Segregating meals expenses will be helpful when claiming this deduction. Even though most meals expenses are fully deductible now, this won’t be the case in 2023. If you can get your clients to use more M&E accounts this year – creating an account for each category of expense – your job will be that much easier when it’s time to file their tax return.

Encourage your clients to categorize meals expenses as they happen. If they wait until the end of the year to put the meal costs into the appropriate bucket, they probably won’t remember why those expenses were incurred. 

Encourage your clients to keep itemized receipts. If they have any sort of entertainment alongside meals expenses, the food is still deductible. If  your client puts the food and entertainment expenses together, they cannot deduct any meal expenses. You can see the expense categories to suggest to them here.

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Costly Mistake #3: Not Recommending Bonus Depreciation or Section 179 Expensing

If you are looking to help clients, depreciation can be a great way to save them money — and ignoring it can be a costly mistake. Bonus depreciation and Section 179 Expensing can be used for different assets in the same tax year to maximize benefits. For a quick comparison, let’s look at both special methods of depreciation.

For your clients that own property, double check to see if they are eligible for depreciation, and if so, research which method is best for them to use. If you fail to do this, you can cost your clients significantly.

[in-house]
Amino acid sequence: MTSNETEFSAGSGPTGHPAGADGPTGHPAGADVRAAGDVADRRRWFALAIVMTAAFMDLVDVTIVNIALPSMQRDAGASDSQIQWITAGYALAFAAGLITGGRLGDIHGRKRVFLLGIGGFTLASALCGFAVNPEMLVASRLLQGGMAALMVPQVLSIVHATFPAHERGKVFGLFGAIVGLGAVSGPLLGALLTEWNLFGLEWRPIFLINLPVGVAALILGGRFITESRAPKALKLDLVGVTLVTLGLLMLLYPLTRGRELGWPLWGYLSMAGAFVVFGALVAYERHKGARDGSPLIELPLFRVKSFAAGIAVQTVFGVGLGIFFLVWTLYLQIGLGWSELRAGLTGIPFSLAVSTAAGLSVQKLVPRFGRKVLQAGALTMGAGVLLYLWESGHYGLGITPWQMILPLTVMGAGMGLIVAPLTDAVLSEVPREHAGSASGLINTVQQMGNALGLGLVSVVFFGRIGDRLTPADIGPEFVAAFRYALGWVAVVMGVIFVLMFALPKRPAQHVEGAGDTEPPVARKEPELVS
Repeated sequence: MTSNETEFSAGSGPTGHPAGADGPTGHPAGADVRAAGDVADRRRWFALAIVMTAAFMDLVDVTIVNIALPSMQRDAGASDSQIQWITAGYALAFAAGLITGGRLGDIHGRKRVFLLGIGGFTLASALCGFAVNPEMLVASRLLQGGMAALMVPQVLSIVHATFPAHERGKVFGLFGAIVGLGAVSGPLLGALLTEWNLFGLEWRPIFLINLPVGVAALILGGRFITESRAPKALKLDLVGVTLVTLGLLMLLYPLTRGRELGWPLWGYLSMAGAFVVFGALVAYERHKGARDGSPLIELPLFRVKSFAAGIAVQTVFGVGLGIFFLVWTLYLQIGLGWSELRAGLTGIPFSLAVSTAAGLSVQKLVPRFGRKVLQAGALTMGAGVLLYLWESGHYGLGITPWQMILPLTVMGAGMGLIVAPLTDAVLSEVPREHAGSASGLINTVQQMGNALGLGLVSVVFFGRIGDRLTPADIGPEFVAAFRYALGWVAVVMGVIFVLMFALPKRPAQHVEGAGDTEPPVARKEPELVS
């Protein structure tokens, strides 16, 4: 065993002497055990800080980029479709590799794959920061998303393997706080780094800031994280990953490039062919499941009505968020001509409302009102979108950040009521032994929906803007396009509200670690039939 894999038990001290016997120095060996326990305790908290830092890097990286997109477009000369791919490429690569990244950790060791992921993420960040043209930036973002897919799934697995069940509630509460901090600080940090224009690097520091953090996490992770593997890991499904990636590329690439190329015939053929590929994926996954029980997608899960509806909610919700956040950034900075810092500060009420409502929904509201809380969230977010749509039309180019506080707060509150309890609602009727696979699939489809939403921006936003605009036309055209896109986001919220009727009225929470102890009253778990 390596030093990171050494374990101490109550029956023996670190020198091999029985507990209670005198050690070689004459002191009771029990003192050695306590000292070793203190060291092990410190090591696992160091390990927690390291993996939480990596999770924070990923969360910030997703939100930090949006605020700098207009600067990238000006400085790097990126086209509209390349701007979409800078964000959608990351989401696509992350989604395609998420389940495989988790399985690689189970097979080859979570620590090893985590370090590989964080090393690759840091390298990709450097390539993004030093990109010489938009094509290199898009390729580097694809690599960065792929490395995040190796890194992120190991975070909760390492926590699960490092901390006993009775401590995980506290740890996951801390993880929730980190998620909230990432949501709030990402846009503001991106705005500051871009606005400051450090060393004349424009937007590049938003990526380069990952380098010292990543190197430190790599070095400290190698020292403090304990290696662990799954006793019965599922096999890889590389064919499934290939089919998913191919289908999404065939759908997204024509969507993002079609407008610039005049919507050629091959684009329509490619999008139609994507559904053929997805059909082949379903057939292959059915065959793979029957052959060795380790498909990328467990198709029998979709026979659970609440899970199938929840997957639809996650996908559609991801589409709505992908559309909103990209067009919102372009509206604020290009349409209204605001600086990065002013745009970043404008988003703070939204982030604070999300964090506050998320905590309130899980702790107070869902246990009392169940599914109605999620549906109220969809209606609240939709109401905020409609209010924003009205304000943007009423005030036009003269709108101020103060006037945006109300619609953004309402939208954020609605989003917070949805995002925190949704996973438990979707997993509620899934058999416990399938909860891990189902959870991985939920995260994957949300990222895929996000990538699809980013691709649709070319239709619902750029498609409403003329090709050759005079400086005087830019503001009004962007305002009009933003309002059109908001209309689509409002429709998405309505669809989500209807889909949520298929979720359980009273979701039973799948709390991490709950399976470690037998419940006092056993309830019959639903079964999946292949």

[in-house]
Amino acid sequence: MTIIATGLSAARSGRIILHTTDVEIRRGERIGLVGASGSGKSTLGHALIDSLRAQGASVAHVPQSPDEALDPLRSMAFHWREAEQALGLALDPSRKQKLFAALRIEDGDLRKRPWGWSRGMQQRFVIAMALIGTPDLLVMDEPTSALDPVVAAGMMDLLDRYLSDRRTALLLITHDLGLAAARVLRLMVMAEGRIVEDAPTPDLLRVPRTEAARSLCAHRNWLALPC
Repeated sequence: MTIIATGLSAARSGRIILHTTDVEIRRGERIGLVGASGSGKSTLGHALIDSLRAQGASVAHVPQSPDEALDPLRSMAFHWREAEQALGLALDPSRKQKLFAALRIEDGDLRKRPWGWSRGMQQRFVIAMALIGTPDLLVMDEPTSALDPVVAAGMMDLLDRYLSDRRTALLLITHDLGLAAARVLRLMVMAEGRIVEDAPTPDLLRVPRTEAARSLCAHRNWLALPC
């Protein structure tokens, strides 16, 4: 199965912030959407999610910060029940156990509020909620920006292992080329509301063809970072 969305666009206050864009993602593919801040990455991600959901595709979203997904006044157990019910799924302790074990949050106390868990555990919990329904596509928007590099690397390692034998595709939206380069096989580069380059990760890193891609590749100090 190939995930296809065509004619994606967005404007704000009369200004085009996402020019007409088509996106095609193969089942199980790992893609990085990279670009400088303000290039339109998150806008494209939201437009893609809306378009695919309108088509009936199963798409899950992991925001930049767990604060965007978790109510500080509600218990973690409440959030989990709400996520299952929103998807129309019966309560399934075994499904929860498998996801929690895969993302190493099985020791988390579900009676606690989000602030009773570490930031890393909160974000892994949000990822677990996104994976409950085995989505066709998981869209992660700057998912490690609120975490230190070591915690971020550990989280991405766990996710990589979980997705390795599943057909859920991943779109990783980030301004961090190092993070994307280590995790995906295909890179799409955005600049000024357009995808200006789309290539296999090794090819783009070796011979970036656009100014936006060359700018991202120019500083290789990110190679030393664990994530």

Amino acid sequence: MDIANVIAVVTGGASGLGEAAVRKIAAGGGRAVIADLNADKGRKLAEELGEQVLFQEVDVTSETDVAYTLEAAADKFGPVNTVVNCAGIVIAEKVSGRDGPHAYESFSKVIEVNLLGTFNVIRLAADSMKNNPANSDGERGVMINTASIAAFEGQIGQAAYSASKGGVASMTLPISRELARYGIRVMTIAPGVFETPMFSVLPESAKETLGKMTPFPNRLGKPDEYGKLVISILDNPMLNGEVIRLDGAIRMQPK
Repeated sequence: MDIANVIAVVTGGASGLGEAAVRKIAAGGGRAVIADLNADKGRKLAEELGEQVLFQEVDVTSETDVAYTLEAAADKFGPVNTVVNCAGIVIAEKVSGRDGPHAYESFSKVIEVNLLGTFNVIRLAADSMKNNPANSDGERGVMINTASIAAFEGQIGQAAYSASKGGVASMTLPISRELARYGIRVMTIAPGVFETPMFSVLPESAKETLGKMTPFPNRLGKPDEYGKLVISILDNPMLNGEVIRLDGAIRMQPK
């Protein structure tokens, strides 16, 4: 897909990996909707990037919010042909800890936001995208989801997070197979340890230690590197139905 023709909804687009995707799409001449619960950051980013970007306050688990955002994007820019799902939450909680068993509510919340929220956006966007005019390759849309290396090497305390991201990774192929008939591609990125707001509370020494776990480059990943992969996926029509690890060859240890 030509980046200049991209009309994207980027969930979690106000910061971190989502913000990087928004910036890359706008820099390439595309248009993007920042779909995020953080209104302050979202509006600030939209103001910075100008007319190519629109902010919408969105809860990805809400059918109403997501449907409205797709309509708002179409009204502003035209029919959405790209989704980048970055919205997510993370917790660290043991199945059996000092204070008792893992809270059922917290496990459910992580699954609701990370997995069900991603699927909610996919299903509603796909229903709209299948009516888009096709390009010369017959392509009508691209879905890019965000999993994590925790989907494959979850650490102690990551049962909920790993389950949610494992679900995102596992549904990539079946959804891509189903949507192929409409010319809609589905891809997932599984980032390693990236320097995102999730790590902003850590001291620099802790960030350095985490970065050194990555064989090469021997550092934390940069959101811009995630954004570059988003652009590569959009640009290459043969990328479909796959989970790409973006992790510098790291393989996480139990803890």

Bonus DepreciationSection 179 Expensing
– Temporary provision — begins phase-out in 2023, gone in 2027

– Applies to property with class lives ≧20 years

– Can deduct 100% of qualified property — no limits

– May be used to reduce income below zero (generate a loss)

– Can only be used for property that originates with the taxpayer
– Permanent provision for property with class lives ≧ 20 years

– Cannot reduce income below zero

– May be taken for property that has already been used

– Capped at $1.05M for 2021

– Phase-out begins at 2.62M, with no expensing allowed after $3.67M

– May be used for some property that does not qualify for bonus

Costly Mistake #4: Not Setting Up Clients to Take Advantage of the Augusta Rule